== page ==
Paradise Papers documents raise questions over African mining deal

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Paradise Papers documents raise questions over African mining deal



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Katanga mine in the DR Congo

One of the world’s largest firms loaned a businessman previously accused of corruption $45m and asked him to negotiate mining rights in a poor central African nation, the Paradise Papers reveal.

Anglo-Swiss company Glencore made the loan available to Israeli billionaire Dan Gertler, a notorious middle man with a close relationship with senior figures in the DR Congo government, in 2009.

Mr Gertler was asked to negotiate a new deal for a mining company in which Glencore had a significant stake, which campaigners say cost DR Congo hundreds of millions of dollars.

He and Glencore deny any wrongdoing.

Glencore agreed to pay Dan Gertler $534m (£407m) to buy him out of their shared mining interests in DR Congo in February this year.

The new details came to light in the Paradise Papers, a leak of more than 13.4 million documents, many from within Appleby, one of the world’s leading offshore law firms.

The central African country of DR Congo has been mired in violence and corruption for decades, leaving more than half of its population living below the poverty line.

But the country’s vast mineral resources are worth hundreds of millions of dollars a year for those that can access them.

This includes Glencore, a huge Anglo-Swiss mining and commodity trading company.

By some measures it is the 16th largest company on the planet.

For many years Glencore has been involved in mining in DR Congo, in particular the production of copper.

The company says it has invested $50bn there. Ten years ago it had an 8.52% stake in a company called Katanga which had the rights to mine copper in the south of the country.

In June 2008 Katanga’s board, which contained a senior Glencore figure, received some bad news.

The DRC government under President Joseph Kabila wanted to renegotiate the terms of its mining licences. Glencore had already invested $150m in Katanga but this could have been wasted if it was unable to mine.

The state-owned mining company Gécamines wanted $585m (£409m) in an “access premium” to allow the exploitation of copper and cobalt at the mine.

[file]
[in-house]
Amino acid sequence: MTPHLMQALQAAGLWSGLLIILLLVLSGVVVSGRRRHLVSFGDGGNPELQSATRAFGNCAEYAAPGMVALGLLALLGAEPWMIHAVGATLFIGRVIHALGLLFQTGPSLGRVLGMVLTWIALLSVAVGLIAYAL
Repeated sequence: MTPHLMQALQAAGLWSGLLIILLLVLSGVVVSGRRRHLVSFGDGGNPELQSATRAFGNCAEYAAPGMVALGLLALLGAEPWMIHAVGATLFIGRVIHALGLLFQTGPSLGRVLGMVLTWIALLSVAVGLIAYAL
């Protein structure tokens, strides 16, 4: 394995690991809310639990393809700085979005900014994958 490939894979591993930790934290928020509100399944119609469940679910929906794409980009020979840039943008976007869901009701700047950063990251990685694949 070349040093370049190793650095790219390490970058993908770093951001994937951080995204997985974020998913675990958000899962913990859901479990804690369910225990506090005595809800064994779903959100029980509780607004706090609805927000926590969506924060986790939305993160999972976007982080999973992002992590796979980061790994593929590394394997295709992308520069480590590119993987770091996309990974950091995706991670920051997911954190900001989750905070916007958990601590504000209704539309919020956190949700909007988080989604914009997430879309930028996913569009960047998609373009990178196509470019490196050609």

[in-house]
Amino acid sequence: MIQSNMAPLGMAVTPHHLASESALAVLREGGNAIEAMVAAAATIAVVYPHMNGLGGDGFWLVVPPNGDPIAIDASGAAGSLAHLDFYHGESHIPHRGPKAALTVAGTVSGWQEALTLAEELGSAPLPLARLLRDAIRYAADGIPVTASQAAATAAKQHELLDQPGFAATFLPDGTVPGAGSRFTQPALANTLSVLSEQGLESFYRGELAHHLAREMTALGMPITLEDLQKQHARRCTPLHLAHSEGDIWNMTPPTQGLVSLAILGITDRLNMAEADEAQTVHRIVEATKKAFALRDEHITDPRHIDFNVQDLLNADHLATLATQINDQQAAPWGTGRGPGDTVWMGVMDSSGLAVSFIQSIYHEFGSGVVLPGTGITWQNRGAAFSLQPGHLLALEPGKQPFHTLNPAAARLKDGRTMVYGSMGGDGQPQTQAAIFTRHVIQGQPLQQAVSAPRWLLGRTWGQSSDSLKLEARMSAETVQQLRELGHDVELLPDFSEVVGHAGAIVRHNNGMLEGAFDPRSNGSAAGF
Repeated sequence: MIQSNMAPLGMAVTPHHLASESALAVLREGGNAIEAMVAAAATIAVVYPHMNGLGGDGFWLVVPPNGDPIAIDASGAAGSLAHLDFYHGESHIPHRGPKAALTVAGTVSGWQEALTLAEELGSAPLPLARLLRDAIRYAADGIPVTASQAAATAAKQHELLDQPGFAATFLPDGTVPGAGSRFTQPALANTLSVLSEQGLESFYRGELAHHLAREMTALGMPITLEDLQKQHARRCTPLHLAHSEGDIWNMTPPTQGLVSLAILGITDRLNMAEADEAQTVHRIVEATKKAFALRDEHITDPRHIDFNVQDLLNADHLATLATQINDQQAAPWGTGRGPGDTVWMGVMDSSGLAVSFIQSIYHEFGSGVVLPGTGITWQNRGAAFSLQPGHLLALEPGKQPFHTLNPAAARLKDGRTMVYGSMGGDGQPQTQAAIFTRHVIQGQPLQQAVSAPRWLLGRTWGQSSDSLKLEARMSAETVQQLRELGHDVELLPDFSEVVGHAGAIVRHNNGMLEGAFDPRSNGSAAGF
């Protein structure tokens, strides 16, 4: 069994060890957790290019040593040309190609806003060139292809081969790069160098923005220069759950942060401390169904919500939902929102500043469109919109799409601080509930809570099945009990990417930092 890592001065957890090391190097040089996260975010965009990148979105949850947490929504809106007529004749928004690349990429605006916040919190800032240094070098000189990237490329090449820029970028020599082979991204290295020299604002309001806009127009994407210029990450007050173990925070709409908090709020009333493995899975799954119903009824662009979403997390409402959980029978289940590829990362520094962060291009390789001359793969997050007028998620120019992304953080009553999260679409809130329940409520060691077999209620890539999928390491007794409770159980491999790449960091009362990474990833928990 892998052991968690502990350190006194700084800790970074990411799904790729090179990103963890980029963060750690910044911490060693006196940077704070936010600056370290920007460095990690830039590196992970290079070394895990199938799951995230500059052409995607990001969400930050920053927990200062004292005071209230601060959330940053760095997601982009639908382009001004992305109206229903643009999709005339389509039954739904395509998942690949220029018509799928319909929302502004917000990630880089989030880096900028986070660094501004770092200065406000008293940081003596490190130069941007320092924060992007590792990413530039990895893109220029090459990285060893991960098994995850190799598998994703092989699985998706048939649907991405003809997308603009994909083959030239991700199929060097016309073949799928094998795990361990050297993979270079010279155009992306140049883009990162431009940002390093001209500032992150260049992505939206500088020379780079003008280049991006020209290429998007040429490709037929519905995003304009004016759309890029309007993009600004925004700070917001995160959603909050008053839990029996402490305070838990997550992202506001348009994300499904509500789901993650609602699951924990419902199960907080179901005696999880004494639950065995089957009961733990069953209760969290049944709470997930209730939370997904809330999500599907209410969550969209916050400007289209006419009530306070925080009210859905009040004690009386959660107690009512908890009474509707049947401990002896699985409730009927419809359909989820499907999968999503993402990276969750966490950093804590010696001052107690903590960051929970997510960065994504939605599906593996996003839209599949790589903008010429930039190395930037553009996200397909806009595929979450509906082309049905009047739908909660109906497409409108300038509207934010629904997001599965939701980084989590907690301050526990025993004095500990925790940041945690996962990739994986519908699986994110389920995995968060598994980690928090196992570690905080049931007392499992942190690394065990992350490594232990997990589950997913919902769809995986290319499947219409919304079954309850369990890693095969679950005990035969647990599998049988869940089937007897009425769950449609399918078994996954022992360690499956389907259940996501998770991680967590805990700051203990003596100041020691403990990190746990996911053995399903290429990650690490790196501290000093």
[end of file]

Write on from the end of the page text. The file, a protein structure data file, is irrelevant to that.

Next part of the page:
The previous agreement had been for $135m (£94.5m).

Documents contained within the Paradise Papers show Katanga’s board felt the demands of the DRC authorities were “quite unacceptable”. For the first time, it is possible to see that the directors decided to call for the help of an Israeli businessman called Dan Gertler.

Source document: Katanga board minutes – June 2008

“Dan Gertler, who had a substantial indirect interest in the company, should be given a mandate from the board to negotiate with the DRC authorities,” Katanga’s board minutes from June 2008 show.

“The board… should approach Mr Gertler to see whether he was prepared to act in this way.”

Mr Gertler was asked to negotiate an agreement on Katanga’s behalf.

At around the same time, Glencore agreed to lend a company in the British Virgin Islands called Lora Enterprise $45m (£31.5m).

Lora Enterprises was controlled by Mr Gertler’s family.

Glencore then loaned Katanga $265m (£185m). This was later converted into shares in the company, allowing Glencore to become its biggest shareholder. The loan to Lora Enterprises allowed Dan Gertler to maintain his stake in the mine. Although Mr Gertler says he did not benefit in any way from the loan.

Source document

Katanga announced the larger of the loans to the Toronto Stock Exchange in February 2009, but the details around it were sparse until now.

The terms of the loan to Mr Gertler’s company show that if he failed to deliver a new agreement for the rights within three months, Glencore would have been entitled to demand immediate repayment of the loan.